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Steroids. 1994 Sep;59(9):514-22.

Post-transcriptional regulation of c-fms proto-oncogene expression by dexamethasone and of CSF-1 in human breast carcinomas in vitro.

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Department of Obstetrics and Gynecology, Yale University School of Medicine, New Haven, Connecticut 06520-8063.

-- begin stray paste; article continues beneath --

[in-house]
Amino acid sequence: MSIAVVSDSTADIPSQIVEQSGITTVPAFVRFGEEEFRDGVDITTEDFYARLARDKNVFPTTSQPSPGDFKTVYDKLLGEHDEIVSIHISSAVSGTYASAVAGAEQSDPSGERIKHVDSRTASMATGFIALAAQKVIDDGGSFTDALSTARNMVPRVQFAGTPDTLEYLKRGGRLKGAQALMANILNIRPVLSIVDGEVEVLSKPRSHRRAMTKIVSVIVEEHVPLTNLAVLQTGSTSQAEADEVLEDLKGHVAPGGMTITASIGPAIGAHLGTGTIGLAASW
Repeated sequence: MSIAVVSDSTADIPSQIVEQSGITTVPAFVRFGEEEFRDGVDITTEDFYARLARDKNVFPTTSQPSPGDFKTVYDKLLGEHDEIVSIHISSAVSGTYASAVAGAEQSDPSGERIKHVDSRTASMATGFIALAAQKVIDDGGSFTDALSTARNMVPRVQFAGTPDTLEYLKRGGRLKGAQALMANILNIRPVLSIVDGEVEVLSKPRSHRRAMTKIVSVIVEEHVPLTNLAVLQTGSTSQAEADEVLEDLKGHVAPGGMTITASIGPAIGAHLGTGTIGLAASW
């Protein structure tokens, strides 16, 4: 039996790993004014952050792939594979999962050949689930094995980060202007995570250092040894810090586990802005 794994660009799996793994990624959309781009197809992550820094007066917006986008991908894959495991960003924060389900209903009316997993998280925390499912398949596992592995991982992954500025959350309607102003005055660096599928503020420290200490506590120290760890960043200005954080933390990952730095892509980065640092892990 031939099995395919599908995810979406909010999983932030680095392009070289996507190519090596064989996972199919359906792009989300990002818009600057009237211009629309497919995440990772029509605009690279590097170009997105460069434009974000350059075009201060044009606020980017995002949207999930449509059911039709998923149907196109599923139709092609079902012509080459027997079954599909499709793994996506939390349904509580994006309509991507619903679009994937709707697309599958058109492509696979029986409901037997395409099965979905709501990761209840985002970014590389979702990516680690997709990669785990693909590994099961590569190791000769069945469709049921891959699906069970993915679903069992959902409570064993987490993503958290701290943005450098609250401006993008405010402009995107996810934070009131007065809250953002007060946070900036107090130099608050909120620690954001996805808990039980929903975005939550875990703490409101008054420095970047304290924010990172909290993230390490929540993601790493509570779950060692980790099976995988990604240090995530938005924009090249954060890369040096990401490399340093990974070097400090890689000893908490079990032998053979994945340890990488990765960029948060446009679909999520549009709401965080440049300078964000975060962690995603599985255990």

The c-fms proto-oncogene encodes the receptor for a hematopoietic growth factor, CSF-1. Recently, the importance of c-fms and its ligand CSF-1 in malignancies of non-hematopoietic origin, such as breast, ovarian, endometrial, pulmonary, and trophoblastic cancers has been recognized. We have previously shown that glucocorticoids induce a large increase in c-fms mRNA and protein levels in breast carcinoma cell lines. In this report, we investigate the mechanism underlying such c-fms overexpression by dexamethasone. We show that dexamethasone treatment of two breast carcinoma cell lines (BT20-c-fms expressor, and SKBR3-co-expressor of both c-fms and CSF-1) does not increase the rate of c-fms gene transcription, suggesting a post-transcriptional mechanism of regulation of c-fms expression by dexamethasone. The effect of protein synthesis inhibition was studied to help determine whether there was a role for intermediary regulatory proteins in the regulation of c-fms expression. We find that several protein synthesis inhibitors interfere with dexamethasone induction of c-fms transcripts, suggesting the existence of regulatory proteins. These regulatory proteins do not appear to be constitutively expressed, as we show no effect of protein synthesis inhibition on c-fms transcript expression in resting BT20 cells. These findings suggest that the putative regulatory proteins are induced by dexamethasone. Furthermore, the addition of a protein synthesis inhibitor, pactamycin, to dexamethasone-treated BT20 cells results in a decrease in c-fms mRNA stability.(ABSTRACT TRUNCATED AT 250 WORDS).

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